Broken bone in left knee KO’s Kobe for the season

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Broken bone in left knee KO’s Kobe for the season


In this Jan. 19 photo, Kobe Bryant watches from the Los Angeles Lakers’ bench during the first half against the Toronto Raptors. The 36-year-old Bryant won’t be back on the court this year.[AP/NEWSIS]

Kobe Bryant won’t be back on the court for the Lakers this season.

Bryant expressed only mild frustration Wednesday after the long-expected decision to end his 18th NBA season after just six games. The superstar guard’s broken bone in his left knee has kept him out since shortly before Christmas, and it still hasn’t healed enough for weight-bearing exercise.

With just five weeks left in their injury-ravaged season, the Lakers (22-42) elected to preserve Bryant for next year, when he’ll be 36. And though Bryant has barely played, he is determined to make sure the Lakers’ failures of this season aren’t repeated in 2014-15.

The Lakers’ ruthlessly competitive scorer can’t take much more of this incompetence from his 16-time NBA champion franchise.

“I feel like killing everybody every time I go to the arena,’’ said Bryant. “I’m just on edge all the time. Yeah, I still feel it, probably more than anybody in the organization does. I probably feel it more, and it drives me absolutely crazy.’’

Bryant clearly identified the Lakers’ top offseason priorities in his mind, and they didn’t include specific free-agent additions.

The fourth-leading scorer in NBA history called on the Lakers’ front office - and owner Jim Buss, in particular - to set “a clear direction’’ for the franchise’s return to the top after they miss the playoffs this spring for just the second time in his career.

“You’ve got to start with Jim,’’ Bryant said. “You’ve got to start with Jim and Jeanie [Buss], and how that relationship plays out. It starts there, and having clear direction and clear authority. And then it goes down to the coaching staff, and what’s Mike [D’Antoni] going to do, what they want to do with Mike, and then it goes from there. It’s got to start at the top.’’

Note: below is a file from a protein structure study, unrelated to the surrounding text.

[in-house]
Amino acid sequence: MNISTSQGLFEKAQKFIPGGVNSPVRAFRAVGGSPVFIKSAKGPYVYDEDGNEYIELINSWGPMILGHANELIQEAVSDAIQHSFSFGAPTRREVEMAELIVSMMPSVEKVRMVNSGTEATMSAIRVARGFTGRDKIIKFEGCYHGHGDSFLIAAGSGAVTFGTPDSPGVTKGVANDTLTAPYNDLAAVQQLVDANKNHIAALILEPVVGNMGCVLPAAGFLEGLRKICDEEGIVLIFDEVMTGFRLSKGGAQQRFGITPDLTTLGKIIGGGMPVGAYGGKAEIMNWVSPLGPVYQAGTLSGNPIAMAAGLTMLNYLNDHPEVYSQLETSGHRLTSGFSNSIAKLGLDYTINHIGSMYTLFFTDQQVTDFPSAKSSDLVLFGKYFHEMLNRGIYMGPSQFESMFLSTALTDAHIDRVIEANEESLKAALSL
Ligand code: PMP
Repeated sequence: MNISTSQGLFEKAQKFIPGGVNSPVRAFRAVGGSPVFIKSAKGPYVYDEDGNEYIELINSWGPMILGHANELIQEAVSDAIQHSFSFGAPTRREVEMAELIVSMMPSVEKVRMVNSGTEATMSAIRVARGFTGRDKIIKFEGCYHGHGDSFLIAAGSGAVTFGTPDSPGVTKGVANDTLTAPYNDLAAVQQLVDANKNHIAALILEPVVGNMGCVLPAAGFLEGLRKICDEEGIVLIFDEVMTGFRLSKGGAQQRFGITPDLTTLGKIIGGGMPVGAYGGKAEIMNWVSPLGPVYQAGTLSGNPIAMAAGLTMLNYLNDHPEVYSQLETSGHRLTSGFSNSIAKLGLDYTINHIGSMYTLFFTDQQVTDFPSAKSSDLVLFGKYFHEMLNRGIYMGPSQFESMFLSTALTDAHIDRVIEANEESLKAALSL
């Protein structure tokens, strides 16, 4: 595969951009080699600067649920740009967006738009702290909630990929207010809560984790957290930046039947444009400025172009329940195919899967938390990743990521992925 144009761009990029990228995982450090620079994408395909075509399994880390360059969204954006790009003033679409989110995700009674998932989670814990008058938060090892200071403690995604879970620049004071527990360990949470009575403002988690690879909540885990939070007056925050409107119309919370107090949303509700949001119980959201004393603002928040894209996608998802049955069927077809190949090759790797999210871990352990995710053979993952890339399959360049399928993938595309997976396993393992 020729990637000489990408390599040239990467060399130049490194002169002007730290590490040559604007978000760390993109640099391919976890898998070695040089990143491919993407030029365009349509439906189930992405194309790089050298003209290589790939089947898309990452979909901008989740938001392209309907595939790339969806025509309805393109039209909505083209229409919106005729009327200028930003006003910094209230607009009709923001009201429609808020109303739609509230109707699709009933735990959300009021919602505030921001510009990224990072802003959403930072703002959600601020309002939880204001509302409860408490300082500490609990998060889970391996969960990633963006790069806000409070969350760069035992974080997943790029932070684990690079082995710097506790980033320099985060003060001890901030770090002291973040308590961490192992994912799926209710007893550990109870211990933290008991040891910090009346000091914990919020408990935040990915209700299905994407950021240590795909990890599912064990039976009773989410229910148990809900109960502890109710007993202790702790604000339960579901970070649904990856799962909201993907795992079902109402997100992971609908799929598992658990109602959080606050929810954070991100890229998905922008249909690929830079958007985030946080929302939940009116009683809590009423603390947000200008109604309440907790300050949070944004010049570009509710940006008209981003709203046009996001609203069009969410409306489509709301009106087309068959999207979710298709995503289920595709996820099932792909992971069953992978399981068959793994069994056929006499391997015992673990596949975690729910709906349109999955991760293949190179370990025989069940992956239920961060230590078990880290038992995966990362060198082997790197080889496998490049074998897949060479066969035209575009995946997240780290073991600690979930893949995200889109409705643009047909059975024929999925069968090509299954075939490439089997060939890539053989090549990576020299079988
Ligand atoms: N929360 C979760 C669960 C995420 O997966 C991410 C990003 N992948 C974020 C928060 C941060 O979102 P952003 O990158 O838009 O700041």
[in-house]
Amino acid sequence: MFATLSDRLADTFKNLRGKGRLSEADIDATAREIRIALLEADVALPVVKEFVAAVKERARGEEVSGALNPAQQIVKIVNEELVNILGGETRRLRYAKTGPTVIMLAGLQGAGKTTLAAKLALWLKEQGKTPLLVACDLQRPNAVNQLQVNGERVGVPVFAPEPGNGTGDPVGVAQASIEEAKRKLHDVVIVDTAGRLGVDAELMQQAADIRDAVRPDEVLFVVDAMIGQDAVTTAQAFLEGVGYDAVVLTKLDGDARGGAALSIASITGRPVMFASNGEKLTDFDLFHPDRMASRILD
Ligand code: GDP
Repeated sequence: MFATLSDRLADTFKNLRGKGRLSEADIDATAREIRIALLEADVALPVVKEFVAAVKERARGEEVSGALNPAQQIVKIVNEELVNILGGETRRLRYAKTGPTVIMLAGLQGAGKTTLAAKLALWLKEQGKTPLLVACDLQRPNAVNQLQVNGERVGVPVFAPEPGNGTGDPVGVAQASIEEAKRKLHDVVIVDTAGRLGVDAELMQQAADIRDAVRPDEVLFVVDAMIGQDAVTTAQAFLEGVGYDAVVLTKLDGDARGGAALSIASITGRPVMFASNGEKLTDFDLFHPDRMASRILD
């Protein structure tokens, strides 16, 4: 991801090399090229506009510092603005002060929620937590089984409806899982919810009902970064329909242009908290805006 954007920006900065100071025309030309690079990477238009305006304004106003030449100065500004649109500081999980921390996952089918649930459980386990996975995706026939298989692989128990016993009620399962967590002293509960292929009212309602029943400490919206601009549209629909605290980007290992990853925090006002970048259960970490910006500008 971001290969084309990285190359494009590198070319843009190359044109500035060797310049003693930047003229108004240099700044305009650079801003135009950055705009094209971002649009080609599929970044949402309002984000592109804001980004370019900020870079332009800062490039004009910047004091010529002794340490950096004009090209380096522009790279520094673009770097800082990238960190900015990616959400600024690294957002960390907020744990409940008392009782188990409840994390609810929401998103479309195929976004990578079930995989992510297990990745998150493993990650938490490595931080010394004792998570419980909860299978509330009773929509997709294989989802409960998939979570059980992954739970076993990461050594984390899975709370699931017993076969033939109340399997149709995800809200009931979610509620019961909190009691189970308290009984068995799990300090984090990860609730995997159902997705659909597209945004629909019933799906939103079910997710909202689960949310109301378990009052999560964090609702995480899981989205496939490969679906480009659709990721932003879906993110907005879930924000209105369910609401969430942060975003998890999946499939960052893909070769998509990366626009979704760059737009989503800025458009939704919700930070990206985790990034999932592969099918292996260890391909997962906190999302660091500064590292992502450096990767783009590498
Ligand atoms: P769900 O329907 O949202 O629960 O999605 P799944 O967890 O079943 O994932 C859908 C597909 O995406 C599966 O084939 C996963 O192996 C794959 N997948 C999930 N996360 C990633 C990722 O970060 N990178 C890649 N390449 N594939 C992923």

Exactly 11 months after tearing his Achilles, Bryant remained confident he can return in something close to top form. He plans to approach his remaining rehabilitation as “a seven-month training program,’’ giving him ample time to rebuild strength in his left leg.

“I don’t want to say I’ll be back at the top of my game,’’ Bryant said. “Because everybody is going to think I’m crazy, and it’s the old-player-not-letting-go sort of thing. But that’s what it’s going to be.’’

Bryant missed the first 19 games of this season after tearing his left Achilles’ tendon last April, returning Dec. 8. The five-time NBA champion was back in uniform for just 10 days before fracturing the top of his shinbone in Memphis.

The Lakers initially thought Bryant could return shortly after six weeks of recovery, but the bone has been slow to heal.

‘’With Kobe’s injury still not healed, the amount of time he’d need to rehab and be ready to play, and the amount of time remaining in the season, we’ve simply run out of time for him to return,’’ Lakers trainer Gary Vitti said.

Los Angeles began the day in a three-way tie for last place in the Western Conference with 29 losses in its last 38 games heading into Thursday’s trip to Oklahoma City.

Steve Nash hasn’t been formally shut down for the season, but D’Antoni indicated it’s also unlikely the two-time MVP guard will return this season.


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